Earth has dodged another asteroid. This time it was HL 129 , which came as close as 186,000 miles. Not exactly missing us by a block, but extremely close in astronomical terms. The bus-sized asteroid was first spotted on April 29, and did its fly-by on May 3. Clocking in at 25 feet wide, the asteroid did not pose a threat to Earth, but has once again thrust near-Earth objects into the limelight.
NASA believes it has only identified one percent of all asteroids floating near Earth. After the 65-foot-wide asteroid exploded over the Russian city of Chelyabinsk, NASA opened an ‘Asteroid Grand Challenge. They are crowdsourcing ideas on how better to identify and track near-Earth objects.
With a prize of $35,000, NASA recently wrapped up round three of the competition with 422 submissions from 63 countries. They are looking for the best asteroid detection algorithm. We need to be able to see it before we deploy Bruce Willis to make that depth.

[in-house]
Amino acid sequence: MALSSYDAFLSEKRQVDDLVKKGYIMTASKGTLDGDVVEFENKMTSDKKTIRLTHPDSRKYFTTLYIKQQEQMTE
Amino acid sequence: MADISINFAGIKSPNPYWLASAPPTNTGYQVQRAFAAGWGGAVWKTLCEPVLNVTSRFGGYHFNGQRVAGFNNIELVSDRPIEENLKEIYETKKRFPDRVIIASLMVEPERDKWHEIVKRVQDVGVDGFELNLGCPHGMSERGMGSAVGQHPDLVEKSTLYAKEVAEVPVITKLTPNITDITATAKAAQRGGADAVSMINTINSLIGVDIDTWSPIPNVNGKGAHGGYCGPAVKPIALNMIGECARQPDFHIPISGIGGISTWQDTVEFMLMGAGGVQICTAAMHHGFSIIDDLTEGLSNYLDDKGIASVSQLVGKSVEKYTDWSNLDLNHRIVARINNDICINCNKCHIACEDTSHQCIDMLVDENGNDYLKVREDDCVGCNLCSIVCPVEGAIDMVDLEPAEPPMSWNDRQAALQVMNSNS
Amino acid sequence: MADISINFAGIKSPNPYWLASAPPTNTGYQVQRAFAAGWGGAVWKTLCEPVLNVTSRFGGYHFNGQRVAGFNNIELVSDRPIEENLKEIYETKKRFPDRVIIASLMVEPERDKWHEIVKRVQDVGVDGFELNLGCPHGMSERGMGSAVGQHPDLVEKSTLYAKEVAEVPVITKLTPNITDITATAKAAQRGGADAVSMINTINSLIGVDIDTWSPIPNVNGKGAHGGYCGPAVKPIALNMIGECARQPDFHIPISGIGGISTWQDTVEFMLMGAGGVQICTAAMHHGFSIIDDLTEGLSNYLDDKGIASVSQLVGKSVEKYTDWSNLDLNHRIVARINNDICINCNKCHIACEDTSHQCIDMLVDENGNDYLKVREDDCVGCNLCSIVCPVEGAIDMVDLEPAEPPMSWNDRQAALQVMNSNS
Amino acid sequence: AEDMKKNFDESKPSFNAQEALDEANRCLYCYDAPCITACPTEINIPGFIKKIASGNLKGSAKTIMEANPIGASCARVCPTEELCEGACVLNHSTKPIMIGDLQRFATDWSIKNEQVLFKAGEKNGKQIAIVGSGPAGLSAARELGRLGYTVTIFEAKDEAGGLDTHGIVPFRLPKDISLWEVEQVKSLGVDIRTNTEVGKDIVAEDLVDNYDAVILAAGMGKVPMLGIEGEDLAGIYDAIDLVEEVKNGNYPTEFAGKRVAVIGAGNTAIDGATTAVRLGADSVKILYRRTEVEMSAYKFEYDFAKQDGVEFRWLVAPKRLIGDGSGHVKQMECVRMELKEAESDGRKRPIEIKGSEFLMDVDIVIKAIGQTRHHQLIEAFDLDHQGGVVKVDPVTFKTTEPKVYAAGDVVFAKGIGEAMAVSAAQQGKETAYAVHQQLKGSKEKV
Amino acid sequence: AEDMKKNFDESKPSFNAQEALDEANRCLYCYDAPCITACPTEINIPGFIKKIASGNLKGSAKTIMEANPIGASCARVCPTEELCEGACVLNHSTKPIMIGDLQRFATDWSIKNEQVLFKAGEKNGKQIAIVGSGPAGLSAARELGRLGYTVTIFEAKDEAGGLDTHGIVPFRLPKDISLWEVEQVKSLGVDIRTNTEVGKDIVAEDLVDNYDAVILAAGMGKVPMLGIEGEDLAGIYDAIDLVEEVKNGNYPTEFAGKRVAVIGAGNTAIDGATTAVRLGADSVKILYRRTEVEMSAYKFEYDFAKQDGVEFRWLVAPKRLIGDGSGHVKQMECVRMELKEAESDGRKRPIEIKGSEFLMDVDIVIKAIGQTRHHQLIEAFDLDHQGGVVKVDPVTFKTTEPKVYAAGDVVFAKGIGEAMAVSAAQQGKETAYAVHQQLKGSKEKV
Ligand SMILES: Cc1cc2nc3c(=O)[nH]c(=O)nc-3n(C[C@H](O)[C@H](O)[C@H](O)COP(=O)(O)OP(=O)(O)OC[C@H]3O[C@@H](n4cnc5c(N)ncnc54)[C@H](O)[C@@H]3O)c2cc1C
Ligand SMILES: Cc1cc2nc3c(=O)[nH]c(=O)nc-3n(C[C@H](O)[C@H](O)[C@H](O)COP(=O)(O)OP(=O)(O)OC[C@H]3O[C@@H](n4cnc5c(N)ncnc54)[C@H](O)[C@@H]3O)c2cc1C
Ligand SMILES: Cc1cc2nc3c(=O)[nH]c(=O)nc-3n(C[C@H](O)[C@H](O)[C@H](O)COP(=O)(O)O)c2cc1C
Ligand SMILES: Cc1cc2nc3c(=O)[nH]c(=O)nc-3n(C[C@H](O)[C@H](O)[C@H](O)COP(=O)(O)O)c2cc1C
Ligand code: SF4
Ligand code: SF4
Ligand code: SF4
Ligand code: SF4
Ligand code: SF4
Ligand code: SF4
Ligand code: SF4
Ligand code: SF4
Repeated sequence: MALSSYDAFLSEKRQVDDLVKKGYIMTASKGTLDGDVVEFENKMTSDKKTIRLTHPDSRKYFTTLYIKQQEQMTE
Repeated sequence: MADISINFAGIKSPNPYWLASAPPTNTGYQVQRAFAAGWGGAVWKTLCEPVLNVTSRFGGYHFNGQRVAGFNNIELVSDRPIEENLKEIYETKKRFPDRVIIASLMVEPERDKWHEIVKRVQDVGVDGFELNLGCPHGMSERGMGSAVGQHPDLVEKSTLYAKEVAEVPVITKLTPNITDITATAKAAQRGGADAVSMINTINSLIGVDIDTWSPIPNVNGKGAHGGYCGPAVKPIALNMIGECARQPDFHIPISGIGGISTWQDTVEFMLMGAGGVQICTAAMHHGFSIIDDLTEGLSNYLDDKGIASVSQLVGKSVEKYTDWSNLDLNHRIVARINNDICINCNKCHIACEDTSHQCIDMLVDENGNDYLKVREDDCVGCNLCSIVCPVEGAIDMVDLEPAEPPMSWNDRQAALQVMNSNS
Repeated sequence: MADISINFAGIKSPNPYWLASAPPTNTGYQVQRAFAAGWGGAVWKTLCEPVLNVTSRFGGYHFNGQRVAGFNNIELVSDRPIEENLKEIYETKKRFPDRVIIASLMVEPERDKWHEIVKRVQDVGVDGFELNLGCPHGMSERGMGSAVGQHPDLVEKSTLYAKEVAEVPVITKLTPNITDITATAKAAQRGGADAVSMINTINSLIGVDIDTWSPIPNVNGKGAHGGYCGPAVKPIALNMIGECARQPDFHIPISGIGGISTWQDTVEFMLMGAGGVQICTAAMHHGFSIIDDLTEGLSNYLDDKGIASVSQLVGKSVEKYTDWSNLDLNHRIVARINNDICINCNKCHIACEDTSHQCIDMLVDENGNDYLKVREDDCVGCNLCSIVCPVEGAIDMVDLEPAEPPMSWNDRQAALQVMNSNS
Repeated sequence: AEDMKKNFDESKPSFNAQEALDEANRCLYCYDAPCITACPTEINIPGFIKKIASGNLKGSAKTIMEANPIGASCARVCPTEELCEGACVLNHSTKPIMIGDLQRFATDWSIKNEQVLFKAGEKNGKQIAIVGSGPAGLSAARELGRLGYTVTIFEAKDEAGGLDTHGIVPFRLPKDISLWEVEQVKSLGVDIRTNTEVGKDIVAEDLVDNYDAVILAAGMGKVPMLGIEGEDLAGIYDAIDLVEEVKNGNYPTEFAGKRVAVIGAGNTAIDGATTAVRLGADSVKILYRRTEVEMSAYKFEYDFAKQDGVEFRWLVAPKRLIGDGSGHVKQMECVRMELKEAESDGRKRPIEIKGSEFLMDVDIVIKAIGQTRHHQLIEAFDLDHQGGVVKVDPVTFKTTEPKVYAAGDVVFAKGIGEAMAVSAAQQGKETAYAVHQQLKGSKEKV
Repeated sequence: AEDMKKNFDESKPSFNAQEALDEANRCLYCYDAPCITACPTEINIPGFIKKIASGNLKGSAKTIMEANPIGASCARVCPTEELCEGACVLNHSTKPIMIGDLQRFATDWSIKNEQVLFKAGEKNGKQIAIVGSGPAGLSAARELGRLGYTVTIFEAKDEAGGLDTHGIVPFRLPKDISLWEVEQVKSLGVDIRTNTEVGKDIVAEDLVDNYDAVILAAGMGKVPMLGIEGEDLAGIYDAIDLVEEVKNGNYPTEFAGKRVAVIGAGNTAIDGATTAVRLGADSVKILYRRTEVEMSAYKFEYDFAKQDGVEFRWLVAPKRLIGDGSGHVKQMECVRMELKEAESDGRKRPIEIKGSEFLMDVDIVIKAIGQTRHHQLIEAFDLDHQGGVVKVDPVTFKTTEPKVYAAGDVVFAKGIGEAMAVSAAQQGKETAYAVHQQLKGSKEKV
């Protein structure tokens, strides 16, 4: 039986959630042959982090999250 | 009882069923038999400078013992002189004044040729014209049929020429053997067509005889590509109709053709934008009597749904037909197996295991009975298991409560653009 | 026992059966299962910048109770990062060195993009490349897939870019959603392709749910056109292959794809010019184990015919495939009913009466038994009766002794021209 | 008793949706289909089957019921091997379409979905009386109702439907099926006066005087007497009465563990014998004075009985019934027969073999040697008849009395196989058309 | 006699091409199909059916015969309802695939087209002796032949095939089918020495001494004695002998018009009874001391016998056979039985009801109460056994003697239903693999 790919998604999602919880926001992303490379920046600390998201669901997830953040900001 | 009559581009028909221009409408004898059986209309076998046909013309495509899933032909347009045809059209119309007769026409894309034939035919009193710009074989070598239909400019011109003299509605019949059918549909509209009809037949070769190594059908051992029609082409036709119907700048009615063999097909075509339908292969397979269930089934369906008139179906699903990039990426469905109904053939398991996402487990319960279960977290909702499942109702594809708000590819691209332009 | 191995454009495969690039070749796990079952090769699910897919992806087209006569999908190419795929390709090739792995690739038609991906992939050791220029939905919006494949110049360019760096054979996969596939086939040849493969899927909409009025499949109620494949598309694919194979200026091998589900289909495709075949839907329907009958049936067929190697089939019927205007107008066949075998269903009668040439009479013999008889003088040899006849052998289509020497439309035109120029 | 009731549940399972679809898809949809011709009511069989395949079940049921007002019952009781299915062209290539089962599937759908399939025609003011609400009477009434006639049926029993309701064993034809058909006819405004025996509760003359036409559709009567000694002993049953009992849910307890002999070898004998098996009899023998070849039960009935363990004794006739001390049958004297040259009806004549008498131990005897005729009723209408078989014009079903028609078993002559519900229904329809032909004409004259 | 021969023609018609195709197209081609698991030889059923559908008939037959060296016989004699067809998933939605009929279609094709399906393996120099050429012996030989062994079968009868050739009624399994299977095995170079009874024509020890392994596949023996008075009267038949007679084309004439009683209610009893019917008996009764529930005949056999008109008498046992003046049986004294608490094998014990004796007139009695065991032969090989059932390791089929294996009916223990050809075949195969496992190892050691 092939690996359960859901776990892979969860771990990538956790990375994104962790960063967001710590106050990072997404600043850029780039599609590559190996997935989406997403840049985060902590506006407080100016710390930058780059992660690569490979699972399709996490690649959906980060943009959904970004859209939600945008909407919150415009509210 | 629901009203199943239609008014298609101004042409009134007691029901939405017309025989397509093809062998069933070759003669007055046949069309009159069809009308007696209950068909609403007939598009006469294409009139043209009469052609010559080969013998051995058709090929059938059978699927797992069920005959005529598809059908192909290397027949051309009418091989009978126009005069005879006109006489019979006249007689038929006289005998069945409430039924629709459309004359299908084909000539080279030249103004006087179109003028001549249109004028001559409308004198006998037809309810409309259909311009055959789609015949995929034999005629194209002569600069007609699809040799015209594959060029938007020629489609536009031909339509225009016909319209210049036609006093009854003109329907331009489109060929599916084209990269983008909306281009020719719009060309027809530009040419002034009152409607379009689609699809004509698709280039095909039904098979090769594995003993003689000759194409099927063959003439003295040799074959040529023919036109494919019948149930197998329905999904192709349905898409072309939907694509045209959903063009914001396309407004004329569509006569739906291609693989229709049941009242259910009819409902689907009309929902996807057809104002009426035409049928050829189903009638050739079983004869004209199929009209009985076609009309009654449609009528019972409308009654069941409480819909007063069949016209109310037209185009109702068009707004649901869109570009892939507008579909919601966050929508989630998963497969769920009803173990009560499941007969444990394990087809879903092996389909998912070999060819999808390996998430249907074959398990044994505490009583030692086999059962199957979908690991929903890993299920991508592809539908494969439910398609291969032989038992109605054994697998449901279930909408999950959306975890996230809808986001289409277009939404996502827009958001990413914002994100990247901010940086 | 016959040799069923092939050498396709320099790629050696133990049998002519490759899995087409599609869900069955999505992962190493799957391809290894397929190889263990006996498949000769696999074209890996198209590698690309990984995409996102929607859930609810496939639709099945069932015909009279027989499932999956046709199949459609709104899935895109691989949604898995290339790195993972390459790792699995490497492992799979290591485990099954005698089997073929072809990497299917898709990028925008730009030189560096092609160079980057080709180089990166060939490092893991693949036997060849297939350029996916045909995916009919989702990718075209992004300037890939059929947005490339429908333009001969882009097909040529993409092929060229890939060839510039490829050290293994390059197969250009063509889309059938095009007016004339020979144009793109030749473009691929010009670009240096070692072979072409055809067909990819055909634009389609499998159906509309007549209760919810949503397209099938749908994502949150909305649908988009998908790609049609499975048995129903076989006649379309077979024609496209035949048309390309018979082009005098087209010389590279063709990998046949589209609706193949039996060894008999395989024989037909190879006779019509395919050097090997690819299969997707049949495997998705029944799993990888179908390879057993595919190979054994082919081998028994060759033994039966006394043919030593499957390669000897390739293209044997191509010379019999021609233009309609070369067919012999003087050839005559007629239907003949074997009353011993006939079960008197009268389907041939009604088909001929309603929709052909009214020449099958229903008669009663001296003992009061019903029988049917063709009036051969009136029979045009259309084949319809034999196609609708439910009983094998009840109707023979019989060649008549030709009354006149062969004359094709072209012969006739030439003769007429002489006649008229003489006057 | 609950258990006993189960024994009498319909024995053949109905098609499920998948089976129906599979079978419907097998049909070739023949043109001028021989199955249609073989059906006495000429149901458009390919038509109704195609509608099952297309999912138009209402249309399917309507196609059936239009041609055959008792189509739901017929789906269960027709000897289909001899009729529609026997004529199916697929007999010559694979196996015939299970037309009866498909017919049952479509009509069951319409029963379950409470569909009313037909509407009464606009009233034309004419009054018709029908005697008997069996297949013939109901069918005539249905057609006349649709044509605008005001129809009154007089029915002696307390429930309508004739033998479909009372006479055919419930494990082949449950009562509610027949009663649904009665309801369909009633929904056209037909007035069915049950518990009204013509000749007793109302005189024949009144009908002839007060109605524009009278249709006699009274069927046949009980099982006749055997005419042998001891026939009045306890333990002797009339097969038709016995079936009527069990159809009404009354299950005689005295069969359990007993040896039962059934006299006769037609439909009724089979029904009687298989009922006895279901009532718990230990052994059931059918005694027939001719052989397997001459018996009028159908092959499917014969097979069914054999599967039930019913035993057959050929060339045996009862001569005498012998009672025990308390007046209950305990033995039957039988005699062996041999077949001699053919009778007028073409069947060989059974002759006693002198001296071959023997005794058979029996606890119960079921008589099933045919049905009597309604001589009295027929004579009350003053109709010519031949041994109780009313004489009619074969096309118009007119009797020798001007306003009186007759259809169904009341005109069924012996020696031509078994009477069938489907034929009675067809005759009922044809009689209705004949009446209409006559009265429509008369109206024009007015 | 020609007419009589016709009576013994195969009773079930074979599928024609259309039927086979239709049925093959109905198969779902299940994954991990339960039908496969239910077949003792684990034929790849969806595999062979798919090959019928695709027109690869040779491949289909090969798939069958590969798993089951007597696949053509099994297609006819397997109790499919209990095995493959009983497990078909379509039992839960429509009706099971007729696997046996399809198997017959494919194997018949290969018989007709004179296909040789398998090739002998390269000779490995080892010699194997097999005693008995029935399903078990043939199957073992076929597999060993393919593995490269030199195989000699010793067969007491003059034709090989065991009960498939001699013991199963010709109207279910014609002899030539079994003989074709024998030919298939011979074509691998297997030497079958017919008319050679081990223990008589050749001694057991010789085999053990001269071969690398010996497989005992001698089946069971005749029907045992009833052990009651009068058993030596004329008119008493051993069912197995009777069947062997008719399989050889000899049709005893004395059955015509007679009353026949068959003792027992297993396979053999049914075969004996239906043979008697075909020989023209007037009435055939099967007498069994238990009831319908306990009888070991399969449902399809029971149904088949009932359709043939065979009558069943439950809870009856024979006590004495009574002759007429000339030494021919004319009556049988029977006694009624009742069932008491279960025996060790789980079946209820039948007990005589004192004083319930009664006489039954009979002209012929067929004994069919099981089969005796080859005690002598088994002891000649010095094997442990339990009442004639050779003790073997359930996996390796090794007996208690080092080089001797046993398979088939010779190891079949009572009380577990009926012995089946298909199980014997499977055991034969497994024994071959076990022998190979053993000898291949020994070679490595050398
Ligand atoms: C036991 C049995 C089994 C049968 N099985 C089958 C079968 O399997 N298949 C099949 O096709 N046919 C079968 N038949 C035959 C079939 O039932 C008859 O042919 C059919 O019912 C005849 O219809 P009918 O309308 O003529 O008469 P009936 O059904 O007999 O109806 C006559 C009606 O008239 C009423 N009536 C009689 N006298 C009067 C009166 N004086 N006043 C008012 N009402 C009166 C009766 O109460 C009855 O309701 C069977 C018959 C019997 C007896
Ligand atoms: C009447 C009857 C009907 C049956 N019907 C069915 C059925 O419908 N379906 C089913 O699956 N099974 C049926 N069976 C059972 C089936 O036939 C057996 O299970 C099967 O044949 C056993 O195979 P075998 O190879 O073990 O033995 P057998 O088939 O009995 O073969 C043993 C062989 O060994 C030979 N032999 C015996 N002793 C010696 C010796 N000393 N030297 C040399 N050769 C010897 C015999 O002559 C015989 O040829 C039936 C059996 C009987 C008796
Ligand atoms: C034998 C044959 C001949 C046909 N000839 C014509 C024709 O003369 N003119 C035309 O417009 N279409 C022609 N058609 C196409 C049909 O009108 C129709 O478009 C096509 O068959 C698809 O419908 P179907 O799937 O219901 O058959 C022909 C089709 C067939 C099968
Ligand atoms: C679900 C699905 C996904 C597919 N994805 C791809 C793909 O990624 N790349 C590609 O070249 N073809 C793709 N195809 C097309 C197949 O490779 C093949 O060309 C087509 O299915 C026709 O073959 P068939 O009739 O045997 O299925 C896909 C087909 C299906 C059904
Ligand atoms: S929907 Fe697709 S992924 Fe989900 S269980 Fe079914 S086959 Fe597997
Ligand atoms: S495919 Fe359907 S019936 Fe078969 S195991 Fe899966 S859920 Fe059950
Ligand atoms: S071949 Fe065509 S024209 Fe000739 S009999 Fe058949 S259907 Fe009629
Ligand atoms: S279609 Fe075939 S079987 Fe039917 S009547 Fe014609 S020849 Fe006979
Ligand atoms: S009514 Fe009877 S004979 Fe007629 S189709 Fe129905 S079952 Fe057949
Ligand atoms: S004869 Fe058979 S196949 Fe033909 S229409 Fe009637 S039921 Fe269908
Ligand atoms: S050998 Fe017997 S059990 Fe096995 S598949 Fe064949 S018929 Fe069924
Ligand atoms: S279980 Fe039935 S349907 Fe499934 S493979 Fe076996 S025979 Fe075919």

Speaking to the San Jose Mercury News, Been Burress of Oakland’s Chabot Space and Science Center talked about good ideas. “Good ideas can come from anywhere. There are millions of asteroids we don’t know about, so the idea of more information really is better. Are we going to be hit? Yes. The question is, when and by how big of an asteroid?”
NASA says the issue is a global one, and will take a global effort to solve. Judging by the damage wrought in Chelyabinsk, it is something the world’s governments will have to team up to solve. The damage was from a 65-foot asteroid. What if the next one we miss is triple that size or larger?